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Berg / Beethoven: Violin Concertos [CD]

Isabelle Faust Audio CD
4.8 out of 5 stars  See all reviews (13 customer reviews)
Price: £13.72 & FREE Delivery in the UK. Details
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ISABELLE FAUST

"Her sound has passion, grit and electricity but also a disarming warmth and sweetness that can unveil the musics hidden strains of lyricism ..." - New York Times

Isabelle Faust adopts a perspective on music in which ever-new experiences and discoveries are the principal focus. Having founded a string quartet when just eleven, her early chamber music ... Read more in Amazon's Isabelle Faust Store

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Berg / Beethoven: Violin Concertos + J.S. Bach: Sonatas and Partitas for Solo Violin - Isabelle Faust + Bach: Sonatas & Partitas 2 (Isabelle Faust)
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Product details

  • Performer: Isabelle Faust
  • Orchestra: Orchestra Mozart
  • Conductor: Claudio Abbado
  • Composer: Ludwig Van Beethoven, Alban Berg
  • Audio CD (6 Feb 2012)
  • SPARS Code: DDD
  • Number of Discs: 1
  • Format: CD
  • Label: Harmonia Mundi
  • ASIN: B0062QFZ10
  • Other Editions: MP3 Download
  • Average Customer Review: 4.8 out of 5 stars  See all reviews (13 customer reviews)
  • Amazon Bestsellers Rank: 4,808 in Music (See Top 100 in Music)

1. Violin Concerto "To the Memory of an Angel": I. Andante - Allegretto
2. Violin Concerto "To the Memory of an Angel":II. Allegro - Adagio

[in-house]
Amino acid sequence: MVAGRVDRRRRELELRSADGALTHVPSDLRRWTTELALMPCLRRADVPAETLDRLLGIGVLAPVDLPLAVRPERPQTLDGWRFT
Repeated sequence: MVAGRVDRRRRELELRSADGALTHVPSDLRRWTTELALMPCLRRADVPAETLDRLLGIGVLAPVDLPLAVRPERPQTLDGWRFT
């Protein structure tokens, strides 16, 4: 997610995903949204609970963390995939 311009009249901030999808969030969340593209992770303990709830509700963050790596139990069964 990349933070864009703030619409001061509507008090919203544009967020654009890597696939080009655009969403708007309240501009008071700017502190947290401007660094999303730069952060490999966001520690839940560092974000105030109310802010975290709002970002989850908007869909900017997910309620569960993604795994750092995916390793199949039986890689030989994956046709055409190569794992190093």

3. Violin Concerto in D major: I. Allegro ma non trop
4. Violin Concerto in D major: II. Larghetto
5. Violin Concerto in D major: III. Rondo allegro

Product Description

BBC Review

Written more than a century apart, the Berg and Beethoven violin concertos are not often considered a natural pairing – but that is exactly how they come across on this new album. These fresh-sounding performances by violinist Isabelle Faust, under the peerless guidance of Claudio Abbado and his specially assembled Orchestra Mozart, make a compelling case for matching the 1930s angst-ridden, serial-inflected Berg with Beethoven's optimistic first flush of early 18th century romanticism.

The album begins with Berg, the dark intensity of its opening enhanced by the atmospherically reverberant acoustic of the Manzoni Auditorium in Bologna where the recordings were made. The shadowy soundworld is deeply evocative, yet the transitory wind and brass solos flit into the light with absolute clarity. Faust enters with sinewy silkiness, caressing the solo line with a tangible sense of longing. She combines a supremely beautiful tone with a sense of purpose throughout, and blends homogeneously with the vast – though sparingly employed – orchestral forces.